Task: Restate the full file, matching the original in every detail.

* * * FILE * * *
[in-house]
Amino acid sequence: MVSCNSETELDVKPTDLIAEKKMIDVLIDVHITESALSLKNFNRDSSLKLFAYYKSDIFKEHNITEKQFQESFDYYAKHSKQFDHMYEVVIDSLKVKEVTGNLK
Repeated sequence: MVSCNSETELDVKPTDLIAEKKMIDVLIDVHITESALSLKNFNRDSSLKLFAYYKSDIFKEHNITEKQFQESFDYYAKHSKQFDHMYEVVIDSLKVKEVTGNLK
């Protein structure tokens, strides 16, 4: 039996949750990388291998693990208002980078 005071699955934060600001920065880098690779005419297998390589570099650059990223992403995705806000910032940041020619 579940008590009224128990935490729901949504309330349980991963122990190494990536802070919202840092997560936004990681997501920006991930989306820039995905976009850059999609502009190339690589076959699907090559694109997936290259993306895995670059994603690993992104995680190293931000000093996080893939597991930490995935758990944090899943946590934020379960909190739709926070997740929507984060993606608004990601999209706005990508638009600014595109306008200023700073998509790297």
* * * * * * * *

[in-house]
Amino acid sequence: MVSCNSETELDVKPTDLIAEKKMIDVLIDVHITESALSLKNFNRDSSLKLFAYYKSDIFKEHNITEKQFQESFDYYAKHSKQFDHMYEVVIDSLKVKEVTGNLK
Repeated sequence: MVSCNSETELDVKPTDLIAEKKMIDVLIDVHITESALSLKNFNRDSSLKLFAYYKSDIFKEHNITEKQFQESFDYYAKHSKQFDHMYEVVIDSLKVKEVTGNLK
């Protein structure tokens, strides 16, 4: 039996949750990388291998693990208002980078 005071699955934060600001920065880098690779005419297998390589570099650059990223992403995705806000910032940041020619 579940008590009224128990935490729901949504309330349980991963122990190494990536802070919202840092997560936004990681997501920006991930989306820039995905976009850059999609502009190339690589076959699907090559694109997936290259993306895995670059994603690993992104995680190293931000000093996080893939597991930490995935758990944090899943946590934020379960909190739709926070997740929507984060993606608004990601999209706005990508638009600014595109306008200023700073998509790297």